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Coming into the 2018 varsity baseball season Fike High teammates Justice Lynn and Chad Bean had vastly different outlooks.
Lynn, the Golden Demons senior center fielder, was ready to make a splash in his final prep season while Bean, a sophomore pitcher, was merely hoping to make a contribution.
In the end, both Lynn and Bean achieved both of those goals as they helped Fike win the 3-A Big East Conference championship and reach the third round of the North Carolina High School Athletic Association 3-A playoffs, where the Demons finished with a 21-5 record after losing 3-2 at Chapel Hill.
The efforts of Lynn and Bean were rewarded with inclusion on the North Carolina Baseball Coaches Association All-State Team, announced Tuesday. The Demons duo was among the 32 players chosen for the 3-A all-state team and the only two from The Wilson Times readership area to be so honored out of the 125 players in all four classifications to achieve the all-state distinction. Earning the player-of-the-year honors from their respective classifications were Kain Kiser of 1-A East Surry, Logan Whitaker of 2-A Thomasville Ledford, Owen White of 3-A China Grove Carson and Ben Miller of 4-A Durham Jordan.
“I don’t know what to think about it at all. I mean, I wasn’t really expecting it,” said Bean of his all-state accolade.
Bean, who was the 3-A Big East Conference Pitcher of the Year, emerged as the Demons’ top pitcher, going 9-1 in 15 appearances (56 2/3 innings) with an 0.86 ERA. Bean, who also had three saves, held opposing batters to a .186 average while striking out 56 and walking 24.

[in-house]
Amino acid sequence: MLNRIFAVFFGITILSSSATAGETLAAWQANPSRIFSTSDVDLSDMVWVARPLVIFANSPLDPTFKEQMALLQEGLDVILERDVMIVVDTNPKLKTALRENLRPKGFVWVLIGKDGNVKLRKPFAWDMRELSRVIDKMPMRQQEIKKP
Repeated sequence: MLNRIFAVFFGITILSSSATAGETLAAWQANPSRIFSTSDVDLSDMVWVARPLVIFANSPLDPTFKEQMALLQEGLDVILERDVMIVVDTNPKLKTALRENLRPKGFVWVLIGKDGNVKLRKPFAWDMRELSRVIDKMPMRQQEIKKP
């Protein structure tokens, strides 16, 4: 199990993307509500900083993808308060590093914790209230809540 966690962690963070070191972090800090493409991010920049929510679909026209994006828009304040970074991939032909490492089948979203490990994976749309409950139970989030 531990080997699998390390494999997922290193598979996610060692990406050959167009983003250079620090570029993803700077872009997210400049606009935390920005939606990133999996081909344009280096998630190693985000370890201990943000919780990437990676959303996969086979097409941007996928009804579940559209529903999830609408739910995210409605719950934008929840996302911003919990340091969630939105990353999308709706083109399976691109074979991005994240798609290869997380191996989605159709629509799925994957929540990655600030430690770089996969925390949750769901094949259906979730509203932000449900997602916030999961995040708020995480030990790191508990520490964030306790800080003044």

“It didn’t matter if he was starting or relieving, he just came in with a certain calmness and just got guys out,” said Fike head coach Buck Edmundson.
Not bad for a guy who looked like he would be Fike’s No. 3 hurler back when practice began in February. But senior Jaelynn Melton suffered an injury that prevented him from pitching and fellow senior Trevor Mills, while continuing as Fike’s No. 1 starter, didn’t produce the numbers that Bean did.
“Coming into the season, I was hoping I could get some appearances and just kind of help the team out wherever I could, but I wasn’t ever expecting to turn into one of the top pitchers on the team or get any of these different honors I’ve gotten this season,” Bean said.
And the lanky 6-foot, 140-pound right-hander did it without the benefit of a blazing fastball, instead relying more on movement, location and sheer moxie.
“I’m more of a finesse pitcher,” Bean said. “I’ve got a lot of movement on my pitches and when you have a lot of movement, you don’t have to throw as hard.”
Lynn assured that Bean’s pitches had movement.
“The way his ball moves is a sight to see!” Lynn marveled, before adding: “When that man gets stronger as a junior and senior, I’m telling you, he’s going to hit 90 (miles per hour).”
Edmundson pointed out, “He had so much movement on his fastball that he stayed ahead in counts a lot and then he was able to utilize his off-speed stuff more.”
For Bean, it was a matter of keeping up with opposing hitters.